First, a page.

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Dyscalculia Diagnosis (as an adult): Is it worth it?

Navigating the path to obtaining a dyscalculia diagnosis as an adult can be both daunting and liberating. It’s natural to seek validation for the challenges you’ve faced, to confirm that you’re not alone in your struggles with numbers. But before embarking on this journey, it’s crucial to pause and reflect on what you hope to achieve with the diagnosis.

What Dyscalculia Might Look Like

To get a better grasp on what dyscalculia is, let’s first look at what it isn’t–it isn’t a lack of intelligence, lack of education or poor teaching methods. Dr. Steve Chinn in his book Mathematics for Dyslexics and Dyscalculics writes the definition for dyscalculia as

“a specific learning disorder that is characterized by impairments in learning basic arithmetic facts, processing numerical magnitude and performing accurate and fluent calculations. These difficulties must be quantifiably below what is expected for an individual’s chronological age, and must not be caused by poor educational or daily activities or by intellectual impairments” (p.7)

As an adult, dyscalculia can manifest in various ways, impacting daily tasks such as navigating maps and directions, struggling with time management, encountering difficulties in managing finances effectively, feeling overwhelmed by spreadsheets, and experiencing challenges in interpreting charts and graphs.

These issues can significantly hinder one’s ability to perform tasks that involve numerical reasoning–leading to frustration and a sense of inadequacy in managing mathematical concepts and practical applications in daily life.

During childhood, dyscalculia may present itself in various ways, including struggles with counting, difficulty recognizing numerical patterns, challenges in recalling math facts, and trouble telling time on an analog clock.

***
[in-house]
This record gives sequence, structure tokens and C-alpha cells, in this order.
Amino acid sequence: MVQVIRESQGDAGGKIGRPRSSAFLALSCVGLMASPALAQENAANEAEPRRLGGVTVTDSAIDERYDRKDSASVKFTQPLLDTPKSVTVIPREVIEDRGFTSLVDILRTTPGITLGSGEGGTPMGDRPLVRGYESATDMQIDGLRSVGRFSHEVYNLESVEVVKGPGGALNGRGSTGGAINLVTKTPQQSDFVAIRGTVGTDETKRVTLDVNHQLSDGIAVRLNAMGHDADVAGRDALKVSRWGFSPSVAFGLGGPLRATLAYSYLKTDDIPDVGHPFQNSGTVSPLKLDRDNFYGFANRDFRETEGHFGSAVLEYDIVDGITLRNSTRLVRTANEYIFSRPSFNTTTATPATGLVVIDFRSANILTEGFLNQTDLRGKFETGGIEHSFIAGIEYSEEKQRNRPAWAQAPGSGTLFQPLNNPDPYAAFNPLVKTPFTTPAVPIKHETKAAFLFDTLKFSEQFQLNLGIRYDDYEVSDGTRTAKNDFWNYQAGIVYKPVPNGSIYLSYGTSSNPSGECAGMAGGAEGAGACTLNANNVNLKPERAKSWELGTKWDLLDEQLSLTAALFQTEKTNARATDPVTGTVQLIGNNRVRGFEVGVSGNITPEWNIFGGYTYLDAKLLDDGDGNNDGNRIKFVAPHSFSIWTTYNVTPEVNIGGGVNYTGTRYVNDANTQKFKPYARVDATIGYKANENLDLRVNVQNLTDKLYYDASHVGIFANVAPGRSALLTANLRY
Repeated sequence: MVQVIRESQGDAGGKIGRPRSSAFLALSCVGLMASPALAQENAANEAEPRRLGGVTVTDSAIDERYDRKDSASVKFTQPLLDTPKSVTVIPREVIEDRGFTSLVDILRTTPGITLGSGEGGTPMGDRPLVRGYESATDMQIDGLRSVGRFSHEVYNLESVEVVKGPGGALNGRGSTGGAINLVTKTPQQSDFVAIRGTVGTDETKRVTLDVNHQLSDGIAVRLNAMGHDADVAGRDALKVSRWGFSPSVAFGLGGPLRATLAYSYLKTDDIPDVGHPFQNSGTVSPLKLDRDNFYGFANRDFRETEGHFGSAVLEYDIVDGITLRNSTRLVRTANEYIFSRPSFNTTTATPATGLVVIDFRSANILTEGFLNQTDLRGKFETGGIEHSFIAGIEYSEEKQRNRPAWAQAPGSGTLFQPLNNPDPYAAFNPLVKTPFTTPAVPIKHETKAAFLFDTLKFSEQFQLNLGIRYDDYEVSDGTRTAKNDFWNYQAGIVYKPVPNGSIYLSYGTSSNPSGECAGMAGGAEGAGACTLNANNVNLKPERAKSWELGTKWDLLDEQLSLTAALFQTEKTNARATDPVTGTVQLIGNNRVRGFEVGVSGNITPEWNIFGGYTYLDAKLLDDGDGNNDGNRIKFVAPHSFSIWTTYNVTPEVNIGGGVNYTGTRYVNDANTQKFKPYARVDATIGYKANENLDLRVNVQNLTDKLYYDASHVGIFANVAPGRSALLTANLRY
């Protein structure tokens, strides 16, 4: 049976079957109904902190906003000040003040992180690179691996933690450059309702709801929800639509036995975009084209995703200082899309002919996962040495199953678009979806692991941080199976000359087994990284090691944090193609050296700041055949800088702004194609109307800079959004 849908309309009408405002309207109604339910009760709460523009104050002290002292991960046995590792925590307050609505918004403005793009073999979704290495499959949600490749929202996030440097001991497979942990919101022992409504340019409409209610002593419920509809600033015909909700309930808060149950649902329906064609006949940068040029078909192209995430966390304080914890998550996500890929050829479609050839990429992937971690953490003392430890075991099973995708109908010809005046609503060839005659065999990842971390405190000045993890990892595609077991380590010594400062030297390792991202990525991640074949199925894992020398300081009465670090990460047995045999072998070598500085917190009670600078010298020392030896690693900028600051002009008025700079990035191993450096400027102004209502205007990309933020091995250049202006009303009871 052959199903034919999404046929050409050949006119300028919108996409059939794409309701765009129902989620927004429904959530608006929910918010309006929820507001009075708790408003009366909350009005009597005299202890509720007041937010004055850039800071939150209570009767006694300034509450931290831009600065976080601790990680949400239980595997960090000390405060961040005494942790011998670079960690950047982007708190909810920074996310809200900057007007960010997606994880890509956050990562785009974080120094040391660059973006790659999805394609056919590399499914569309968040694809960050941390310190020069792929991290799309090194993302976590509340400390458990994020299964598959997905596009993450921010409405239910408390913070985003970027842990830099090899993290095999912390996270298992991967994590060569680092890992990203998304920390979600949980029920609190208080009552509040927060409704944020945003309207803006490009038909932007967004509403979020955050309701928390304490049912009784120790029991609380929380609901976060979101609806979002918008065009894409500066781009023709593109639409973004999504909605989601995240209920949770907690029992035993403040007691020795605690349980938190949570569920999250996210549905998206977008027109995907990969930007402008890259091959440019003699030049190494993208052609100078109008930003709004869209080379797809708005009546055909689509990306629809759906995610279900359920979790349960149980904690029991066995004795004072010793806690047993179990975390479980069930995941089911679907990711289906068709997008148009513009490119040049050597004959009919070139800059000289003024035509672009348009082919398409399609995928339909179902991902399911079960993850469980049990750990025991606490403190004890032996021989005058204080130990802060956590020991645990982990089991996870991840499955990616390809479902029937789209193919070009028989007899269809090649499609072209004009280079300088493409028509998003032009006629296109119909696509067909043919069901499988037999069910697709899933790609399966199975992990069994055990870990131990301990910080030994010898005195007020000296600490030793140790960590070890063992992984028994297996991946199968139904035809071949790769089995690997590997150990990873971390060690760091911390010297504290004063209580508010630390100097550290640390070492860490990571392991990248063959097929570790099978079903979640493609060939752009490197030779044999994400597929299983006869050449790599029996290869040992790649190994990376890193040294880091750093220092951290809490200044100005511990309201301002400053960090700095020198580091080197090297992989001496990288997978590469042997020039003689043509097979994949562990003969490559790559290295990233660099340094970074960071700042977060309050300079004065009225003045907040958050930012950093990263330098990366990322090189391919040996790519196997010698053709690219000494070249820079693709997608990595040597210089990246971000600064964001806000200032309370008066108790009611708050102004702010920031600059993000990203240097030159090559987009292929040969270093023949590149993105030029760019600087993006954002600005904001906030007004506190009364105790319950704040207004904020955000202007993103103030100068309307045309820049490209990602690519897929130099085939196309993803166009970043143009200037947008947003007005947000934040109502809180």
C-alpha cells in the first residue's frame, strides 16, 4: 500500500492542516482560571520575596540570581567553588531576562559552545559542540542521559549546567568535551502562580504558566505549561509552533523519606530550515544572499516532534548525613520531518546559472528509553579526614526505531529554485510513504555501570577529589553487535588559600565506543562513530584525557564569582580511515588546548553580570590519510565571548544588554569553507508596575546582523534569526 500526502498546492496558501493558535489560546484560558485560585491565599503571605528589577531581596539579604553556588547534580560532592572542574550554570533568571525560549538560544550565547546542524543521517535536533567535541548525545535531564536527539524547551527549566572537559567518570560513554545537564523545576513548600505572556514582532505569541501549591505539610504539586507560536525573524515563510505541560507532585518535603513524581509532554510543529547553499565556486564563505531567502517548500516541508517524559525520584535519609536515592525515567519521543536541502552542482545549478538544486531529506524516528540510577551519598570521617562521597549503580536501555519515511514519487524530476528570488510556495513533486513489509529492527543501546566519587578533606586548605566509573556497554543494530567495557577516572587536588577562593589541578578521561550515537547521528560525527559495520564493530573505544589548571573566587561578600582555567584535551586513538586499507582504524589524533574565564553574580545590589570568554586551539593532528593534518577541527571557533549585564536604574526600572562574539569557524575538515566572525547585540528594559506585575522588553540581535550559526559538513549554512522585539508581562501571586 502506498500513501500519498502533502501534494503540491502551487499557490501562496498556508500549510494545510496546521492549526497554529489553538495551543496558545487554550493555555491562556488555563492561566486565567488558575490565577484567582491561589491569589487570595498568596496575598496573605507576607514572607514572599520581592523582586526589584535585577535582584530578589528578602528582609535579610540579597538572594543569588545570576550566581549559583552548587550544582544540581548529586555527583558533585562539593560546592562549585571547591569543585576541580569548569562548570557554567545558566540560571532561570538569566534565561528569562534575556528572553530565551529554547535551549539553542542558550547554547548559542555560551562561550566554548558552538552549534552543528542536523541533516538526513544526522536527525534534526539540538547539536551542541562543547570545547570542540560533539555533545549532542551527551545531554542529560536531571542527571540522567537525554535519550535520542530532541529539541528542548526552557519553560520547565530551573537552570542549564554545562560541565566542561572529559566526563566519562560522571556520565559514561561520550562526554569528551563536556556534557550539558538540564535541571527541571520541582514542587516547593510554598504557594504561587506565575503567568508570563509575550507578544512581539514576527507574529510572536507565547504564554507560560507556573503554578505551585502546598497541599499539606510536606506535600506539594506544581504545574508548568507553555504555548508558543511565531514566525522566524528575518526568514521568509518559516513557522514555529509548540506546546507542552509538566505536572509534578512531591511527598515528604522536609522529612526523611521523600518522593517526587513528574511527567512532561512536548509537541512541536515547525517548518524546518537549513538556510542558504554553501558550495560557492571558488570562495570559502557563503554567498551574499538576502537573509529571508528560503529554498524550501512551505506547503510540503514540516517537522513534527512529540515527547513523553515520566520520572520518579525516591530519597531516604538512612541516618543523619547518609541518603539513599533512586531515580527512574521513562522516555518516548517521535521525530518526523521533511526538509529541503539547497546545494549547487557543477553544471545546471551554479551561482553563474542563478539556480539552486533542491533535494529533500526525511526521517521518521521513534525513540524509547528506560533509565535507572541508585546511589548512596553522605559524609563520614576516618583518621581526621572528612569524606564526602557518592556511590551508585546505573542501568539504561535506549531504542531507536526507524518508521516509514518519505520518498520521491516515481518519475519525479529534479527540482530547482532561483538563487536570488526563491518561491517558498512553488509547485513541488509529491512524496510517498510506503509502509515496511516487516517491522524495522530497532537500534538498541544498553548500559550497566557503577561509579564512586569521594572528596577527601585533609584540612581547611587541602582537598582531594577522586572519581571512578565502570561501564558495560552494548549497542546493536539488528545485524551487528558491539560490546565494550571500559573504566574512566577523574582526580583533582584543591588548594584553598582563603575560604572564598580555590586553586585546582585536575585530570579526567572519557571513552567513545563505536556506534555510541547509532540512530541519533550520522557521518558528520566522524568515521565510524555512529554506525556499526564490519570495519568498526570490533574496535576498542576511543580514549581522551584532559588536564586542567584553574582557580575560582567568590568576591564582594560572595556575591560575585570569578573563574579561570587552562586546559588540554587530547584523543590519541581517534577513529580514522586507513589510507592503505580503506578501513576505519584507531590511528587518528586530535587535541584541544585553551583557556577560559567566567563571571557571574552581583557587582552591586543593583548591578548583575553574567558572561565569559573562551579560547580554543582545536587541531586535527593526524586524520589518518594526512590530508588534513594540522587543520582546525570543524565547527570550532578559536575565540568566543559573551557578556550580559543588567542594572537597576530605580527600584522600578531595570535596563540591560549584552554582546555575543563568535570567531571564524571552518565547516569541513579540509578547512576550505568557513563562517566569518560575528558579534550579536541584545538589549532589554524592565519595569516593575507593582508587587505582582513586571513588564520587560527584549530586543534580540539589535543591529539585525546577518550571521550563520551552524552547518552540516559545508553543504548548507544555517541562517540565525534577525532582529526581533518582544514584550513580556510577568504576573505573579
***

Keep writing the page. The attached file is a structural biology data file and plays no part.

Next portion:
Should I Get Diagnosed?

Deciding whether to pursue a formal diagnosis for a suspected learning difference like dyscalculia or dyslexia is a personal choice. While an official diagnosis can provide validation and clarity, it’s essential to consider what you hope to achieve with the diagnosis. Reflecting on your goals and needs can help guide your decision-making process.

Whether it’s accessing accommodations and support services, gaining a deeper understanding of how you learn, or simply finding peace of mind, the decision to pursue a diagnosis should ultimately align with your individual circumstances and objectives.

Are you going to advocate for yourself at work?

Advocating for oneself in the workplace is an important aspect of fostering inclusivity and creating a supportive environment for individuals with neurodivergent conditions like dyscalculia or dyslexia.

Adam Grant’s exploration of the pros and cons of disclosing a diagnosis in the workplace sheds light on the complexities of this decision. While disclosing a diagnosis can lead to increased understanding and access to accommodations, it may also come with potential risks such as stigma or discrimination.

Listen to Adam Grant’s talk about the Pros and Cons of disclosing a diagnosis in the workplace HERE!

Ultimately, the decision to disclose a diagnosis at work should be made carefully, weighing the potential benefits and drawbacks in the context of one’s specific workplace culture and needs. Open communication, education, and a supportive work environment can help facilitate successful advocacy efforts and promote acceptance and inclusion for all employees.